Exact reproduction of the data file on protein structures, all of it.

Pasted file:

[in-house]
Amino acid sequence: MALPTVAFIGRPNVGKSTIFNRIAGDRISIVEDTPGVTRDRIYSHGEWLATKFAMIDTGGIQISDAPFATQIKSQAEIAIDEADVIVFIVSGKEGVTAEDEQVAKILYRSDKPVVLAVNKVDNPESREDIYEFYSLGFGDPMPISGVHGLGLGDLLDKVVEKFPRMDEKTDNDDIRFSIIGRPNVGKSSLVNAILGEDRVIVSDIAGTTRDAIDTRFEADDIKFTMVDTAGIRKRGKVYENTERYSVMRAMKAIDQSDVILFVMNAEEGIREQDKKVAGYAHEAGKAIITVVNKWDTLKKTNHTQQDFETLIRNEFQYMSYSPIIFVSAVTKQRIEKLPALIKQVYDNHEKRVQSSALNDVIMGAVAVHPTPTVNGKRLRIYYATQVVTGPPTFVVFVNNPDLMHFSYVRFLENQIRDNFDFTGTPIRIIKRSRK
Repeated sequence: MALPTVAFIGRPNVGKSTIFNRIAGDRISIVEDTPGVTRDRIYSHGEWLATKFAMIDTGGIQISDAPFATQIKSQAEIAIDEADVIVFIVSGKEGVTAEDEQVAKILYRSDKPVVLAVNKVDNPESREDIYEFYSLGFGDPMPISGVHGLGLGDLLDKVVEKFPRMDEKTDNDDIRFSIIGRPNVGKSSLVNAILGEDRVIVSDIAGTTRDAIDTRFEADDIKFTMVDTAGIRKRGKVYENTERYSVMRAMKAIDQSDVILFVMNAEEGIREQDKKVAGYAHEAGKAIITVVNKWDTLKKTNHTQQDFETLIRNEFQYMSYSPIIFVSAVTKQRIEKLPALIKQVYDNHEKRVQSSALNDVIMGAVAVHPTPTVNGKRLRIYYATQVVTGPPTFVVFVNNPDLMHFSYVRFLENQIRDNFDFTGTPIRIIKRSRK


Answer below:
[in-house]
Amino acid sequence: MALPTVAFIGRPNVGKSTIFNRIAGDRISIVEDTPGVTRDRIYSHGEWLATKFAMIDTGGIQISDAPFATQIKSQAEIAIDEADVIVFIVSGKEGVTAEDEQVAKILYRSDKPVVLAVNKVDNPESREDIYEFYSLGFGDPMPISGVHGLGLGDLLDKVVEKFPRMDEKTDNDDIRFSIIGRPNVGKSSLVNAILGEDRVIVSDIAGTTRDAIDTRFEADDIKFTMVDTAGIRKRGKVYENTERYSVMRAMKAIDQSDVILFVMNAEEGIREQDKKVAGYAHEAGKAIITVVNKWDTLKKTNHTQQDFETLIRNEFQYMSYSPIIFVSAVTKQRIEKLPALIKQVYDNHEKRVQSSALNDVIMGAVAVHPTPTVNGKRLRIYYATQVVTGPPTFVVFVNNPDLMHFSYVRFLENQIRDNFDFTGTPIRIIKRSRK
Repeated sequence: MALPTVAFIGRPNVGKSTIFNRIAGDRISIVEDTPGVTRDRIYSHGEWLATKFAMIDTGGIQISDAPFATQIKSQAEIAIDEADVIVFIVSGKEGVTAEDEQVAKILYRSDKPVVLAVNKVDNPESREDIYEFYSLGFGDPMPISGVHGLGLGDLLDKVVEKFPRMDEKTDNDDIRFSIIGRPNVGKSSLVNAILGEDRVIVSDIAGTTRDAIDTRFEADDIKFTMVDTAGIRKRGKVYENTERYSVMRAMKAIDQSDVILFVMNAEEGIREQDKKVAGYAHEAGKAIITVVNKWDTLKKTNHTQQDFETLIRNEFQYMSYSPIIFVSAVTKQRIEKLPALIKQVYDNHEKRVQSSALNDVIMGAVAVHPTPTVNGKRLRIYYATQVVTGPPTFVVFVNNPDLMHFSYVRFLENQIRDNFDFTGTPIRIIKRSRK